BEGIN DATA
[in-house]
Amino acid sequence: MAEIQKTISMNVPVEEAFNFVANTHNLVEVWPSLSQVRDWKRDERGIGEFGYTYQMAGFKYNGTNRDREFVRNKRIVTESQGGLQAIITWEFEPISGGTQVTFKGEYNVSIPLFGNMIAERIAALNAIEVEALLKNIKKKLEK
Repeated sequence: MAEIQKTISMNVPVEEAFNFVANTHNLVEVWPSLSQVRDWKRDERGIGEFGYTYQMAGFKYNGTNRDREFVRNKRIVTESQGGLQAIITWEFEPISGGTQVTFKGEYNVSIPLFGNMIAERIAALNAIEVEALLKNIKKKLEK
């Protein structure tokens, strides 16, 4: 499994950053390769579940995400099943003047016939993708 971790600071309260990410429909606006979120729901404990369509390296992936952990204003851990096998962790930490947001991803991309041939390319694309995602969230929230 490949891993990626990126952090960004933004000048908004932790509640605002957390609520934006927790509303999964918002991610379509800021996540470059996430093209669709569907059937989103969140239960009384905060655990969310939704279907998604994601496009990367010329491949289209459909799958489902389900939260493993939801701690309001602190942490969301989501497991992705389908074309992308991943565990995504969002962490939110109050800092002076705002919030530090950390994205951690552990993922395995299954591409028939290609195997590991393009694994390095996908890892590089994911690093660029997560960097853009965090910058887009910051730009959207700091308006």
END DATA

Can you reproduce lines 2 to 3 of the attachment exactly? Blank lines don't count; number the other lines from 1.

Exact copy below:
Amino acid sequence: MAEIQKTISMNVPVEEAFNFVANTHNLVEVWPSLSQVRDWKRDERGIGEFGYTYQMAGFKYNGTNRDREFVRNKRIVTESQGGLQAIITWEFEPISGGTQVTFKGEYNVSIPLFGNMIAERIAALNAIEVEALLKNIKKKLEK
Repeated sequence: MAEIQKTISMNVPVEEAFNFVANTHNLVEVWPSLSQVRDWKRDERGIGEFGYTYQMAGFKYNGTNRDREFVRNKRIVTESQGGLQAIITWEFEPISGGTQVTFKGEYNVSIPLFGNMIAERIAALNAIEVEALLKNIKKKLEK